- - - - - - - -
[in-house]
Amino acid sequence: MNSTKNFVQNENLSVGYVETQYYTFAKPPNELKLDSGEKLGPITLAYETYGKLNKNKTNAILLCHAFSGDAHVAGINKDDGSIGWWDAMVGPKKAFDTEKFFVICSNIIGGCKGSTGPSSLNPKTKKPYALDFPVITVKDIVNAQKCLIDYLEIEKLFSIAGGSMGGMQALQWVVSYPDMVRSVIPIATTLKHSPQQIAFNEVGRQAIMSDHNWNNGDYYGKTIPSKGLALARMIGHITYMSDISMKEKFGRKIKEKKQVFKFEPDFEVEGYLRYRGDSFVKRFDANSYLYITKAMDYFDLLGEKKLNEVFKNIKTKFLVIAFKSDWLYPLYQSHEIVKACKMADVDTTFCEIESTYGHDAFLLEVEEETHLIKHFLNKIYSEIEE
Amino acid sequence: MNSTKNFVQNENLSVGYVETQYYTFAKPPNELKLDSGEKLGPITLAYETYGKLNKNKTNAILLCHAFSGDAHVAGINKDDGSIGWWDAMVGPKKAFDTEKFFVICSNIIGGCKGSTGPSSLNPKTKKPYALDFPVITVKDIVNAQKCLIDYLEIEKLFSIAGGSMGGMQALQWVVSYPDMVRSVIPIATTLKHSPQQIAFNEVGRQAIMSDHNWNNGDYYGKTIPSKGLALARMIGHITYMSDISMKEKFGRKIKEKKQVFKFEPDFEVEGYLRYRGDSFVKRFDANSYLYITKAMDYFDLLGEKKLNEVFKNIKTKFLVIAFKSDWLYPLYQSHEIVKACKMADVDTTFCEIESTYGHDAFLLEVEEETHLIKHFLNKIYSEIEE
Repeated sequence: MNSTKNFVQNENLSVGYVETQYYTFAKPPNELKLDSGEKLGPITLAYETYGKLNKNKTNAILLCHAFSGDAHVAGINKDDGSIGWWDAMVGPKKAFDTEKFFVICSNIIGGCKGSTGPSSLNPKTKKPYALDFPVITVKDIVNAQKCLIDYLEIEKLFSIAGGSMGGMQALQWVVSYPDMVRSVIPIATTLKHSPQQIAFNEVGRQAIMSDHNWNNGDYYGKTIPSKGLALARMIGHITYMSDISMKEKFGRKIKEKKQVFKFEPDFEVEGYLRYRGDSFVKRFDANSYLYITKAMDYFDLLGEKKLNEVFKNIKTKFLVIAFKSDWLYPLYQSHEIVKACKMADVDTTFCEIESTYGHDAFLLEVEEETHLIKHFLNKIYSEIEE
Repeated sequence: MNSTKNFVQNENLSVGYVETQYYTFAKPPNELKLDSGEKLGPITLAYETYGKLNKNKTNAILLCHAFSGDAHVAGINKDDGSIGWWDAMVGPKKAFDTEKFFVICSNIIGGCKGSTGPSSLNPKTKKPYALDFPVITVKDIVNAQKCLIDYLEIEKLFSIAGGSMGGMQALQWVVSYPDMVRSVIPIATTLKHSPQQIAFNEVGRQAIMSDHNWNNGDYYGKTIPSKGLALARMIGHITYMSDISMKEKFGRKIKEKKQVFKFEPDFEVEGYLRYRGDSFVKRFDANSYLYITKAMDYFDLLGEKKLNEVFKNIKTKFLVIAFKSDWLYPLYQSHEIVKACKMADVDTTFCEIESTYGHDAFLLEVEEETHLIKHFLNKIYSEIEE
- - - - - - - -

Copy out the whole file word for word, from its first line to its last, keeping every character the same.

[in-house]
Amino acid sequence: MNSTKNFVQNENLSVGYVETQYYTFAKPPNELKLDSGEKLGPITLAYETYGKLNKNKTNAILLCHAFSGDAHVAGINKDDGSIGWWDAMVGPKKAFDTEKFFVICSNIIGGCKGSTGPSSLNPKTKKPYALDFPVITVKDIVNAQKCLIDYLEIEKLFSIAGGSMGGMQALQWVVSYPDMVRSVIPIATTLKHSPQQIAFNEVGRQAIMSDHNWNNGDYYGKTIPSKGLALARMIGHITYMSDISMKEKFGRKIKEKKQVFKFEPDFEVEGYLRYRGDSFVKRFDANSYLYITKAMDYFDLLGEKKLNEVFKNIKTKFLVIAFKSDWLYPLYQSHEIVKACKMADVDTTFCEIESTYGHDAFLLEVEEETHLIKHFLNKIYSEIEE
Amino acid sequence: MNSTKNFVQNENLSVGYVETQYYTFAKPPNELKLDSGEKLGPITLAYETYGKLNKNKTNAILLCHAFSGDAHVAGINKDDGSIGWWDAMVGPKKAFDTEKFFVICSNIIGGCKGSTGPSSLNPKTKKPYALDFPVITVKDIVNAQKCLIDYLEIEKLFSIAGGSMGGMQALQWVVSYPDMVRSVIPIATTLKHSPQQIAFNEVGRQAIMSDHNWNNGDYYGKTIPSKGLALARMIGHITYMSDISMKEKFGRKIKEKKQVFKFEPDFEVEGYLRYRGDSFVKRFDANSYLYITKAMDYFDLLGEKKLNEVFKNIKTKFLVIAFKSDWLYPLYQSHEIVKACKMADVDTTFCEIESTYGHDAFLLEVEEETHLIKHFLNKIYSEIEE
Repeated sequence: MNSTKNFVQNENLSVGYVETQYYTFAKPPNELKLDSGEKLGPITLAYETYGKLNKNKTNAILLCHAFSGDAHVAGINKDDGSIGWWDAMVGPKKAFDTEKFFVICSNIIGGCKGSTGPSSLNPKTKKPYALDFPVITVKDIVNAQKCLIDYLEIEKLFSIAGGSMGGMQALQWVVSYPDMVRSVIPIATTLKHSPQQIAFNEVGRQAIMSDHNWNNGDYYGKTIPSKGLALARMIGHITYMSDISMKEKFGRKIKEKKQVFKFEPDFEVEGYLRYRGDSFVKRFDANSYLYITKAMDYFDLLGEKKLNEVFKNIKTKFLVIAFKSDWLYPLYQSHEIVKACKMADVDTTFCEIESTYGHDAFLLEVEEETHLIKHFLNKIYSEIEE
Repeated sequence: MNSTKNFVQNENLSVGYVETQYYTFAKPPNELKLDSGEKLGPITLAYETYGKLNKNKTNAILLCHAFSGDAHVAGINKDDGSIGWWDAMVGPKKAFDTEKFFVICSNIIGGCKGSTGPSSLNPKTKKPYALDFPVITVKDIVNAQKCLIDYLEIEKLFSIAGGSMGGMQALQWVVSYPDMVRSVIPIATTLKHSPQQIAFNEVGRQAIMSDHNWNNGDYYGKTIPSKGLALARMIGHITYMSDISMKEKFGRKIKEKKQVFKFEPDFEVEGYLRYRGDSFVKRFDANSYLYITKAMDYFDLLGEKKLNEVFKNIKTKFLVIAFKSDWLYPLYQSHEIVKACKMADVDTTFCEIESTYGHDAFLLEVEEETHLIKHFLNKIYSEIEE